Of more than 50 senior citizens in Clarence Town Hall for an information session Friday on the controversial Medicare drug program, some suggested scrapping it while others argued for more time.
Even more were there to get up to speed on the oft-confusing Medicare Part D.
Hosted by Rep. Thomas M. Reynolds, R-Clarence, representatives from the Social Security Administration and Erie County addressed questions on the program -- part of the Medicare Modernization Act, passed by Congress in 2003. In particular:
What's the best way to join a drug plan?
"A drug plan is optional for most," said Bill Daniels, of the Erie County Department of Senior Services Health Insurance Information, Counseling and Assistance Program (HIICAP). "There are 47 different plans to choose from. That is an awful lot, but it's driving down costs. This will make this a less expensive program for the federal government. We're trying to make this as simple as possible."
How do you pay for prescription drug coverage?
"Remit a check [or] get an automatic deduction from your bank account or Social Security plan," said Dennis Potocki of the Social Security Administration. "You can choose how to pay when you sign up."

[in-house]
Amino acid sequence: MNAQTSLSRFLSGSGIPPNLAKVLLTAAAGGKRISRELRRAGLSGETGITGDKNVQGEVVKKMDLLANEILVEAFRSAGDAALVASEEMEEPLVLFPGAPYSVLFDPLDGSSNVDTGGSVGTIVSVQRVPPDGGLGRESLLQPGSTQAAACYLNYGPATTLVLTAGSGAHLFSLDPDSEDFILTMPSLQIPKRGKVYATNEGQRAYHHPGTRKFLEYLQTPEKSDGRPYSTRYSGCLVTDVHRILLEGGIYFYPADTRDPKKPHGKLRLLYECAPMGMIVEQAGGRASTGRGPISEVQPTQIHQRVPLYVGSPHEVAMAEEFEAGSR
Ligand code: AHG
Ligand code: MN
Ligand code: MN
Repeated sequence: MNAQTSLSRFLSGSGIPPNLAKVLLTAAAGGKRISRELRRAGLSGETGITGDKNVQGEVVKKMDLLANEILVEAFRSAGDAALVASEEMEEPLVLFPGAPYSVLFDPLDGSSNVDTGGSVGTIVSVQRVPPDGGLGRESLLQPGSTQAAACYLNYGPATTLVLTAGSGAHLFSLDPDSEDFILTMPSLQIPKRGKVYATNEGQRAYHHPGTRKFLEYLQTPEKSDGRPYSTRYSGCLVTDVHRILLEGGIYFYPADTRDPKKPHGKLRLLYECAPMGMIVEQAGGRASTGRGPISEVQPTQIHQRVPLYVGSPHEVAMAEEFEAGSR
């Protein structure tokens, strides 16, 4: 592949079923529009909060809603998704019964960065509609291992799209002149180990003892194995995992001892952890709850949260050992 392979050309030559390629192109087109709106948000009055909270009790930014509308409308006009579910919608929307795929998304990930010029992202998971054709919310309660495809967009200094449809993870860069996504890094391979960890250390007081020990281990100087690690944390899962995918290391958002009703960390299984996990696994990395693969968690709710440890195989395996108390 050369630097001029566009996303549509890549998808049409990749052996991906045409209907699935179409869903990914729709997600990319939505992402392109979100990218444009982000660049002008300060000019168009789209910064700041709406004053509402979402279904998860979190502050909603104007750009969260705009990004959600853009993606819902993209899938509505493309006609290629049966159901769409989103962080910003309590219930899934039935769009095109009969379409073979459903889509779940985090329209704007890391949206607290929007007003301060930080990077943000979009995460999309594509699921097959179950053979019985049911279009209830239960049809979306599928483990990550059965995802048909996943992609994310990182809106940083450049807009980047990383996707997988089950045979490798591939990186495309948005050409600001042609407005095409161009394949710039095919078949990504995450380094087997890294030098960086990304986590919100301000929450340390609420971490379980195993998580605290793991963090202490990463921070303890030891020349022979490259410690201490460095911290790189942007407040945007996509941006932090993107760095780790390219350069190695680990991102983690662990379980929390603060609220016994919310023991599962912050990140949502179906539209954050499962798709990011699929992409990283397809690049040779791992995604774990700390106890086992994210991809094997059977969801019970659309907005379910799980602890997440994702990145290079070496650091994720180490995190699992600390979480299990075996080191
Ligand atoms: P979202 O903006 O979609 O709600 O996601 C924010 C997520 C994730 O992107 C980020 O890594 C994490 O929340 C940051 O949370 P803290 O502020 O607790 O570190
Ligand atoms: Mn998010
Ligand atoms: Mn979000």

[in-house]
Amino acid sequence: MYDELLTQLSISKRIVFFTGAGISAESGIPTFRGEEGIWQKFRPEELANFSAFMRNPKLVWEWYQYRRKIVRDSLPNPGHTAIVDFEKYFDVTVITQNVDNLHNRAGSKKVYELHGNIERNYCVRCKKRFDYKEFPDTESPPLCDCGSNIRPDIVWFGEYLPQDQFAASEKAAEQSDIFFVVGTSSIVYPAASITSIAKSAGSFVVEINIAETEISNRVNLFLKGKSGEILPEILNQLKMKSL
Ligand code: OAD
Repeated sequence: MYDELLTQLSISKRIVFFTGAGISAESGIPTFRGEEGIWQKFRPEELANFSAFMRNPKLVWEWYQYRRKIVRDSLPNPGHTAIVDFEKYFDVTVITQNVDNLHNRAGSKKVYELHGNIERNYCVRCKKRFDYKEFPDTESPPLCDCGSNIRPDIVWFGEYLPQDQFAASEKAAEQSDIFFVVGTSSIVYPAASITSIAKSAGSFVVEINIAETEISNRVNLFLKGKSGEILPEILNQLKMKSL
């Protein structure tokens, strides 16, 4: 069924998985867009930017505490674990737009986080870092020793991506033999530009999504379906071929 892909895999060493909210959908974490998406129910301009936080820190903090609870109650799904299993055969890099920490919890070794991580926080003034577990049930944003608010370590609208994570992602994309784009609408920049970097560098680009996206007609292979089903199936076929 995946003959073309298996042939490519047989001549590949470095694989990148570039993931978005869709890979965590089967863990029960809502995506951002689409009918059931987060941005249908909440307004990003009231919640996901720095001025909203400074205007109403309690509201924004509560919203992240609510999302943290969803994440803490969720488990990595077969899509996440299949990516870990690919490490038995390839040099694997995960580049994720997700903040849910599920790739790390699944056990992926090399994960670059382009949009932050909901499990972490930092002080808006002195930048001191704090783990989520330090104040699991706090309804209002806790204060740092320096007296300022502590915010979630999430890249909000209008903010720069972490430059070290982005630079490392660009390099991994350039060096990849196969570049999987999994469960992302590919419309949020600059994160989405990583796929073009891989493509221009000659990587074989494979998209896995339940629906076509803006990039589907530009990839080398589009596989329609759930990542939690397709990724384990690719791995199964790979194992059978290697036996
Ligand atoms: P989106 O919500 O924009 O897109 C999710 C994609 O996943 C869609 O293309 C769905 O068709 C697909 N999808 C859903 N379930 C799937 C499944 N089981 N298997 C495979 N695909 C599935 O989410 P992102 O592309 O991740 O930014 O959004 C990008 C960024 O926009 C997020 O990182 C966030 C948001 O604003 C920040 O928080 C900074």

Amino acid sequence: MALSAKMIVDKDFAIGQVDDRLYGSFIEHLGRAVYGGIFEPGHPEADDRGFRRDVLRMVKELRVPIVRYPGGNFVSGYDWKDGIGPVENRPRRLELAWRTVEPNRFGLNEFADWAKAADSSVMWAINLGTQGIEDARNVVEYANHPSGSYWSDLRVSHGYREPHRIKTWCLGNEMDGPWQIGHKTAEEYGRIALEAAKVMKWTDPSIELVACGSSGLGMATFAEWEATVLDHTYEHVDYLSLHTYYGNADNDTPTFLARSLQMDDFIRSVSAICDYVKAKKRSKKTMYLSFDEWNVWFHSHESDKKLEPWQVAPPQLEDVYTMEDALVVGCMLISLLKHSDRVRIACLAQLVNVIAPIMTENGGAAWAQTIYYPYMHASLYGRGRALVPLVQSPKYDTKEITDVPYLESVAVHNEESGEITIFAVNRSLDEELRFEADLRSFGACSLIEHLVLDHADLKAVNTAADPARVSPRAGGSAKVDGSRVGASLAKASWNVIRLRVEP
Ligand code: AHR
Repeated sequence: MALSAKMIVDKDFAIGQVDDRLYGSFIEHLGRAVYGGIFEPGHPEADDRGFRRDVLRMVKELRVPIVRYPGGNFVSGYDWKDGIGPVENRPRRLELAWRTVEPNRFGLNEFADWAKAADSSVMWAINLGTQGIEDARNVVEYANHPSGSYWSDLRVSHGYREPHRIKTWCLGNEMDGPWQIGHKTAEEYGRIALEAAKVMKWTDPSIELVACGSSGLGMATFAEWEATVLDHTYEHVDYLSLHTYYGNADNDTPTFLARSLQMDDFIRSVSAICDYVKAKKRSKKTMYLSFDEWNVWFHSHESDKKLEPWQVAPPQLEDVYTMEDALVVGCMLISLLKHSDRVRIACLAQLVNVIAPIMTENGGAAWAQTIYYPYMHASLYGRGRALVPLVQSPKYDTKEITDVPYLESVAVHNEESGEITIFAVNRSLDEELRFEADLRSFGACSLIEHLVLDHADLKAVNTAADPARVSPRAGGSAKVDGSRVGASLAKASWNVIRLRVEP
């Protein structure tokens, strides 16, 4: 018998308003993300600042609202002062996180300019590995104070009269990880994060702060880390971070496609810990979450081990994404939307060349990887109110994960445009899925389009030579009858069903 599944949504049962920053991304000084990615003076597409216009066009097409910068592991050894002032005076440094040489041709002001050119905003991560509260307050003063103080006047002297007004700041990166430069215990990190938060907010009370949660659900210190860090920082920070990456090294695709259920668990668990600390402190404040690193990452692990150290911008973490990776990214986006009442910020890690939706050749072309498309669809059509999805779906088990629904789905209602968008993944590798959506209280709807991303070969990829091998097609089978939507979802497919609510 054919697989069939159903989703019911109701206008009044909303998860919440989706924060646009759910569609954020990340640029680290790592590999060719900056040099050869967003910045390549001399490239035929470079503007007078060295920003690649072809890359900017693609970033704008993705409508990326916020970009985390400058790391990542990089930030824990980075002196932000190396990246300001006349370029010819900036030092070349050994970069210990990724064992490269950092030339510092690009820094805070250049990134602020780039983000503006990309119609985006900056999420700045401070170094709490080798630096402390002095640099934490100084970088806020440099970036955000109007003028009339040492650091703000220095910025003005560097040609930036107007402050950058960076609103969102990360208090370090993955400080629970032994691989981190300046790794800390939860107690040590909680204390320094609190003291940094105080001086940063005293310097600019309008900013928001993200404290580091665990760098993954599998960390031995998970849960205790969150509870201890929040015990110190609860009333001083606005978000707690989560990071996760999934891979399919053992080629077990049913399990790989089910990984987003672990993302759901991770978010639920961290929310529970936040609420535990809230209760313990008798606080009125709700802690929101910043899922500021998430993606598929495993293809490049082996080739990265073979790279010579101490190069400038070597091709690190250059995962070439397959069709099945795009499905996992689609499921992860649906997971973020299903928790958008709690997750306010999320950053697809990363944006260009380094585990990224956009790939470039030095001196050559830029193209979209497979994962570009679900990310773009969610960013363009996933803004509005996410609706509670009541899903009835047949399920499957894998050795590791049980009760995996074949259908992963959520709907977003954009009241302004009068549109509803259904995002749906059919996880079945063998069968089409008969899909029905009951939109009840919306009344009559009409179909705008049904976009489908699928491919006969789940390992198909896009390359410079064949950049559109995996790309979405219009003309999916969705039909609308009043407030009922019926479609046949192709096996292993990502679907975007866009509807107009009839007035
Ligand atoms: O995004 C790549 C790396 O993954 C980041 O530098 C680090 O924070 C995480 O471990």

What if I already have prescription drug coverage?
"If you have coverage as good as Medicare prescription drug coverage, you can keep it, and if you ever lose coverage, you can sign up for Medicare drug coverage and not be penalized," said Frank Winter, a representative of the federal government's Centers for Medicare and Medicaid Services. "EPIC [the state program), [Veterans Affairs] coverage and Medicare HMOs are as good as Medicare coverage."
While many seniors said they are confused over the drug benefit, there also was debate over the program's value.
"This is not a perfect program. There's room for improvement," Reynolds said. "This program will help us with catastrophic drug costs. It's the first time since 1965 that a prescription drug program has been offered to seniors."
Kathy and Herman Montalvo of Williamsville shared Reynolds' optimism. Before the program, the couple's prescription costs totaled $2,000 per year, with $500 of that covered. Now, $2,250 is covered, the Montalvos said. "I say don't scrap the program and start all over," Kathy Montalvo said. "My husband and I can look forward to a little more coverage for each of us."
Others, like Susie Williams of Clarence, aren't happy with the program.
"I found out I have to join, and I don't like that I will be penalized if I don't join," she said. "I say scrap all of it."
Since November, Reynolds has hosted 13 forums throughout Western New York.
From 10:30 a.m. until noon today, Reynolds will host a discussion on passport and border crossing with local business and tourism industry leaders in the Center for Tomorrow on the University at Buffalo campus.